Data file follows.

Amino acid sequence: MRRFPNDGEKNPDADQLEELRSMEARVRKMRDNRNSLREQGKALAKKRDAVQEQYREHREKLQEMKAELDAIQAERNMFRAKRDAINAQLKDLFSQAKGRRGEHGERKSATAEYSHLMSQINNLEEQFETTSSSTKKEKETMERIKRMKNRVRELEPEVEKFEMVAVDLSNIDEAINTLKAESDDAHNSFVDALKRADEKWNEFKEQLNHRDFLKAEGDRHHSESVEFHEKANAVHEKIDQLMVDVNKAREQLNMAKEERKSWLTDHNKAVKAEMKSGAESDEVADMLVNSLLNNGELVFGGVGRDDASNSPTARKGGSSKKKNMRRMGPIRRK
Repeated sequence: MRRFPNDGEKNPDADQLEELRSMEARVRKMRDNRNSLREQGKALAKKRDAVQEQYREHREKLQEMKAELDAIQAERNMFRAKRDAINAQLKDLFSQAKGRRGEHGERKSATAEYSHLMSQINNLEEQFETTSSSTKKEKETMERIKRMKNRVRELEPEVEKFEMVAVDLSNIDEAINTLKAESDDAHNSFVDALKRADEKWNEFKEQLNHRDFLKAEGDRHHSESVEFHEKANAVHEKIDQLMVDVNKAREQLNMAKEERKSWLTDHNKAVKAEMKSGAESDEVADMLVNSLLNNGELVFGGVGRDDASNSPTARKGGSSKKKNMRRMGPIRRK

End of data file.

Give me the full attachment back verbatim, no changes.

Amino acid sequence: MRRFPNDGEKNPDADQLEELRSMEARVRKMRDNRNSLREQGKALAKKRDAVQEQYREHREKLQEMKAELDAIQAERNMFRAKRDAINAQLKDLFSQAKGRRGEHGERKSATAEYSHLMSQINNLEEQFETTSSSTKKEKETMERIKRMKNRVRELEPEVEKFEMVAVDLSNIDEAINTLKAESDDAHNSFVDALKRADEKWNEFKEQLNHRDFLKAEGDRHHSESVEFHEKANAVHEKIDQLMVDVNKAREQLNMAKEERKSWLTDHNKAVKAEMKSGAESDEVADMLVNSLLNNGELVFGGVGRDDASNSPTARKGGSSKKKNMRRMGPIRRK
Repeated sequence: MRRFPNDGEKNPDADQLEELRSMEARVRKMRDNRNSLREQGKALAKKRDAVQEQYREHREKLQEMKAELDAIQAERNMFRAKRDAINAQLKDLFSQAKGRRGEHGERKSATAEYSHLMSQINNLEEQFETTSSSTKKEKETMERIKRMKNRVRELEPEVEKFEMVAVDLSNIDEAINTLKAESDDAHNSFVDALKRADEKWNEFKEQLNHRDFLKAEGDRHHSESVEFHEKANAVHEKIDQLMVDVNKAREQLNMAKEERKSWLTDHNKAVKAEMKSGAESDEVADMLVNSLLNNGELVFGGVGRDDASNSPTARKGGSSKKKNMRRMGPIRRK